Academic journal article Medieval & Renaissance Drama in England

Hard Choices: A REED Editor Battles House Style

Academic journal article Medieval & Renaissance Drama in England

Hard Choices: A REED Editor Battles House Style

Article excerpt

In 1990 I found myself locked in combat with a copy editor from Shakespeare Quarterly over the text of an article called "Women in the Audience of Cambridge Plays." (1) My typescript read thus: "Two years later, in 1615, [King] James paid a visit which was so successful that it prompted yet another visit in the same year." Wrong, said the copy editor, SQ uses the construction "visit that" rather than "visit which." In my mind's ear I heard my fourth-grade teacher's voice: "person who; thing which." For a human being, "who" or "whom"; for an inanimate object or an event, "which." Never, never "person that" or "thing that." Such a construction is only for people too stupid or too lazy to distinguish between human beings and things. The authority of my fourth-grade teacher was no match, however, for the authority of my copy editor, whose rules of engagement were simple and direct: "My way or the highway." I tried to explain my fourth-grade teacher's reasoning, and the hideousness of "a visit that was so successful that ..." When these arguments failed to work their magic I fell back on the claim of individual freedom and personal style. No dice.

This was not my first encounter with editorial tyranny, for I am a veteran editor of Records of Early English Drama (REED). (2) One of my early battles was over an index entry for the Yorkshire city of Hull. The entertainers from Hull who visited King's College, Cambridge, in 1536-7, naturally ended up in REED: Cambridge (1989). I therefore made an entry for "Hull" in my draft index. Wrong, said the editors, we don't list the city as "Hull" but as "Kingston upon Hull." Just a minute, says I, I've looked up Hull on maps, been to Hull, know people from Hull. I've never known a native who calls the city anything but Hull. British Rail has Hull on its maps, and its trains stop at a station with a sign identifying "Hull." The conductor calls out "Hull" in a full Yorkshire accent as the train approaches the station. As early as 1817 J. C. Craggs published his Guide to Hull for curious visitors. In 1980 Oxford University Press published an authoritative account by Edward Gillett and Kenneth A. MacMahon, titled A History of Hull. Ergo, the name of the city is Hull. No dice.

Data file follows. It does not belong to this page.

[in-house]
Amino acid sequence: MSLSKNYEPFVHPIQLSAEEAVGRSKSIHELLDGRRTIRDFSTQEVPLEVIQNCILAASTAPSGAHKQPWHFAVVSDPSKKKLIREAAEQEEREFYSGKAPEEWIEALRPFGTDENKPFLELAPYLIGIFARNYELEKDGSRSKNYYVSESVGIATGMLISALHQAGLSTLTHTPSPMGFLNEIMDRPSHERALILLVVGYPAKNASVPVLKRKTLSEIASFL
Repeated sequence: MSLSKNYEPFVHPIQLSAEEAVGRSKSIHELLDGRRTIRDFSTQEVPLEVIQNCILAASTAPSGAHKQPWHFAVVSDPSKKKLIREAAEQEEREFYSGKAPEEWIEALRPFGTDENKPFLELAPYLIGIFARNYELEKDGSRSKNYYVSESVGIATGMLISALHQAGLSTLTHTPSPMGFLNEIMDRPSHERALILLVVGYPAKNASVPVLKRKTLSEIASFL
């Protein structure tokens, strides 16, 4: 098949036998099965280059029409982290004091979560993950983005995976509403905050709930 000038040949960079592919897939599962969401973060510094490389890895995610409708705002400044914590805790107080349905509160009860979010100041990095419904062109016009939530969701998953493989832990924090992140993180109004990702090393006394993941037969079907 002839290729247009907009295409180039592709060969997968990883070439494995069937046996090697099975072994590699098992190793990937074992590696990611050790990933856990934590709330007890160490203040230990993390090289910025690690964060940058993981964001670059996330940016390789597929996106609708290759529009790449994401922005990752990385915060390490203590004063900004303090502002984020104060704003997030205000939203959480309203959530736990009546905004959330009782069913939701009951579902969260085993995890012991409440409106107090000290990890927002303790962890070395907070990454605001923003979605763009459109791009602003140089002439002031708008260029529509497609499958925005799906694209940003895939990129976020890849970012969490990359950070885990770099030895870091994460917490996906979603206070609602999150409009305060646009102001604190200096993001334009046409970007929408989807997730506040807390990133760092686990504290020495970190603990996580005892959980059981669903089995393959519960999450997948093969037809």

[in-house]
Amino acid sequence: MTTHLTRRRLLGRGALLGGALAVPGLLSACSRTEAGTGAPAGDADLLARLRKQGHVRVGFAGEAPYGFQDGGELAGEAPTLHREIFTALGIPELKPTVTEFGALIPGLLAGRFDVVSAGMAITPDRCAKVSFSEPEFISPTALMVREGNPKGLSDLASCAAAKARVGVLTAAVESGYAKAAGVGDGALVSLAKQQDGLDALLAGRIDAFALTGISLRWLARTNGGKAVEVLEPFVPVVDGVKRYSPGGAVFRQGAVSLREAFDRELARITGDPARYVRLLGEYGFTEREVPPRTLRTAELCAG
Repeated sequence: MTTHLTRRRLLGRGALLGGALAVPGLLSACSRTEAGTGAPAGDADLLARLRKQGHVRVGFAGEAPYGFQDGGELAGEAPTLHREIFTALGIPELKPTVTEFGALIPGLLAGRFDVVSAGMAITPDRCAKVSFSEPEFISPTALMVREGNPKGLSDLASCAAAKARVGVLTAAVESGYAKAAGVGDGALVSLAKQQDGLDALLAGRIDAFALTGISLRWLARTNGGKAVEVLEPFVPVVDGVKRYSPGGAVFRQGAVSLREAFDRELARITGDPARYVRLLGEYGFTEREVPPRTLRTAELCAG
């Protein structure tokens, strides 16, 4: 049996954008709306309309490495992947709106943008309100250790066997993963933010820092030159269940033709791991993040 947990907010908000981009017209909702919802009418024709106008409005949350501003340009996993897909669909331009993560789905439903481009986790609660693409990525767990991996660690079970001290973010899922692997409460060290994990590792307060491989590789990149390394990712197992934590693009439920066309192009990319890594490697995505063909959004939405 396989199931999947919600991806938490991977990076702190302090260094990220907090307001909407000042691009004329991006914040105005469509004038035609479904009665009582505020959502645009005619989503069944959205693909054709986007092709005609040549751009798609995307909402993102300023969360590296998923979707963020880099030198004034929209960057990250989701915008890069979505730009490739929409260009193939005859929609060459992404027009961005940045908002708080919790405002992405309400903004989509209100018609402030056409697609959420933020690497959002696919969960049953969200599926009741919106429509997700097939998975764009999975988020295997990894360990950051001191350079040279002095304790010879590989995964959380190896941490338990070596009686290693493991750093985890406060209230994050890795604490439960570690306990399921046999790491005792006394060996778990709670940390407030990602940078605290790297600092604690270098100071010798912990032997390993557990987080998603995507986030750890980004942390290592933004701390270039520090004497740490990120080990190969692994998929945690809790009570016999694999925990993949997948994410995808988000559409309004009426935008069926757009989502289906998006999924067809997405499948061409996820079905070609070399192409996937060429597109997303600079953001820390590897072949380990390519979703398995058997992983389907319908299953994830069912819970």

Since it was "My way or the highway," I had to agree to "Kingston upon Hull." The result? Say you want to look up "Hull" in REED: Cambridge. You naturally begin by consulting the index under "Hull." There you find "see Kingston upon Hull." You duly turn to "Kingston upon Hull" and are directed to page 734. There you find Kingston upon Hull in a discursive entry (not written by me) and are directed to "Patrons and Traveling Companies." There you find a single entry under Kingston upon Hull, which directs you to page 112, where you find:

  Item soluti mimis de Hull per manus Magistri Viceprepositi xijd

Your Latin being weak, you turn to "Translations":

  Likewise paid to performers from Hull by the agency of master
vice-provost 12 d

So you start with Hull, are directed to Kingston upon Hull, and when you finally get to your goal you are back in Hull.

In the course of my ineffectual protests I put the obvious question to the REED editorial staff: if the town was called Hull by Cambridge dons in 1536-37 and is still called Hull by all its residents and by Oxford University Press, isn't that good enough for REED? The answer: REED doesn't make up its own rules for place-names, but follows the lead of Eilert Ekwall, Concise Oxford Dictionary of English Place-names, published by Oxford University Press, most recently in 1981. (3)

I admit to seeing a certain logic in REED's house style. As REED is a long-term project which has published and will continue to publish numerous collections over many years, rules had to be laid down from the beginning. The alternative would have been to work out one set of rules for the first collection, which happens to have been York (1979): these rules would naturally derive from the peculiarities of York documents, and perhaps from the personal inclinations of the York editors. …

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